With a name like Reuben Jacob Smeed, one could be forgiven for thinking that he was a character in a Dicken’s novel. In fact, Professor Smeed devised a formula that advanced a theory, much derided at the time, of how London’s traffic would always travel at nine miles per hour.
Using the formula Smeed’s Law calculates that when traffic speed falls below this magical number of nine, drivers’ patience evaporates and alternative modes of transport are sought.
It was Smeed we can now blame for the Congestion Charge when he chaired a committee which recommended road pricing in 1964, finally introduced in London in 2003 when average speeds in the capital rose from 8.7mph to a blistering 11mph, but only for a short duration before it declined to its optimum nine miles per hour.
Now for over 50 years, his theory has stood the test of time, with pre-pandemic average speeds of 7mph with drivers wasting an average of 227 hours a year stuck in traffic, with the A406 from Chiswick Roundabout to Hanger Lane, part of the North Circular, topping the list as the most congested road in the UK, with the average driver spending 61 hours a year stuck in traffic.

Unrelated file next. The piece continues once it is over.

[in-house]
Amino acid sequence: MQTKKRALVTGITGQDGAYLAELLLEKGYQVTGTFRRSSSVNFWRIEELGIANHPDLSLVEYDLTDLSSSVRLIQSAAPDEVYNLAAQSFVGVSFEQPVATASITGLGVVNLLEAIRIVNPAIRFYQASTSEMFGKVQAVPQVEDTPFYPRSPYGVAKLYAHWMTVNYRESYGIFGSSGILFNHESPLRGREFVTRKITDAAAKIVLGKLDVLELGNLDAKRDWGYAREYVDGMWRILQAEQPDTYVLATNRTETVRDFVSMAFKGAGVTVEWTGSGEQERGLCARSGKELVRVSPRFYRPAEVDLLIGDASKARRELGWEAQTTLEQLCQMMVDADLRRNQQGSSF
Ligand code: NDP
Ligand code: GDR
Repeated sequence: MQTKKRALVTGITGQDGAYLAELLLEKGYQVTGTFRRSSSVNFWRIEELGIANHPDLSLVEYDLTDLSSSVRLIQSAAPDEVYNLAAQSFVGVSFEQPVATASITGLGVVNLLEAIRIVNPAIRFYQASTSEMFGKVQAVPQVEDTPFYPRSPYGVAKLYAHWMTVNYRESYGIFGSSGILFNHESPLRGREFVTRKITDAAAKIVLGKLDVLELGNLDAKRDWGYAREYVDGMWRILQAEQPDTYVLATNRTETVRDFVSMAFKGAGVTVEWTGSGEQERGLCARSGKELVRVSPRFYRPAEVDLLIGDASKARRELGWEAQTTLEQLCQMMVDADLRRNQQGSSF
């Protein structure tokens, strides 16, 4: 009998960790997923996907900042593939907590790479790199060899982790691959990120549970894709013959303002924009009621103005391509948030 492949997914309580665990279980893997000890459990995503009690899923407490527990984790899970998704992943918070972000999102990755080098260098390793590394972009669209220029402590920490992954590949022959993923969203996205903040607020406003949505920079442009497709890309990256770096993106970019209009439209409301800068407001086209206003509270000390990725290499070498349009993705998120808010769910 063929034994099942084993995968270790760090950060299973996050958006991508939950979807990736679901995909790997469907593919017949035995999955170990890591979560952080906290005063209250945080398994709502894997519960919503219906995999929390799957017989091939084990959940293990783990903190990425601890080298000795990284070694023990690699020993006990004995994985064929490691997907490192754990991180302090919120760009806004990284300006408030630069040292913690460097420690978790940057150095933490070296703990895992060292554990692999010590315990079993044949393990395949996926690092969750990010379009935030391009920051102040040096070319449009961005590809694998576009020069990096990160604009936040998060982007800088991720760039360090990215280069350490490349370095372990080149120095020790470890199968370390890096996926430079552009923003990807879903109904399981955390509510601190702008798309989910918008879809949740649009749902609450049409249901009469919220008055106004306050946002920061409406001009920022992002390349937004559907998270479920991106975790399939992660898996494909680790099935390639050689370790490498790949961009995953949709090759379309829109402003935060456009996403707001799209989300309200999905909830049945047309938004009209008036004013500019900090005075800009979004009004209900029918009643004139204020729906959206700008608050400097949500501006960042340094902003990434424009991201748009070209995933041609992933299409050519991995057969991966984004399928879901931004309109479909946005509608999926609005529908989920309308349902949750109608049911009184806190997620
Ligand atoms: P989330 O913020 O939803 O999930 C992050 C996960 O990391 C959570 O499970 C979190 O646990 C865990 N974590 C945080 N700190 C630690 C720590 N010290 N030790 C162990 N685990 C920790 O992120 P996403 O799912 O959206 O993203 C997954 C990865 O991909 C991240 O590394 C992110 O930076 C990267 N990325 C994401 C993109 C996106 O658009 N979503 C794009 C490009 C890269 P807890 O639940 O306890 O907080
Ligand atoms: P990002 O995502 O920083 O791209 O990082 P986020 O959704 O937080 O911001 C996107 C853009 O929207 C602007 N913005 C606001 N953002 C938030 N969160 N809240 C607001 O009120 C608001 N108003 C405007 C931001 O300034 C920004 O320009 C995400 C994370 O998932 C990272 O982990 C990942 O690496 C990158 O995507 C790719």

The pandemic lock-down speeds in London increased, but not for long. Ensuring Smeed’s Law could still be valid, Sadiq Khan’s cycle lanes have worked wonders at bringing down average speeds to the optimum of none mile per hour.
3 thoughts on “Smeed’s Law is maintained”
That sounds about right. When I used to drive from Albany Street to my mum’s flat in Nunhead Green, it always took over an hour. (Sometimes close to two, if it was early evening.) The only time it took less than that was if I went early on a Sunday morning.
Best wishes, Pete.
One hour for that journey sounds pretty good to me.
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I only ever did that ‘off peak’. One very bad day, it took close to two hours! (And I was using only ‘back doubles’ too. )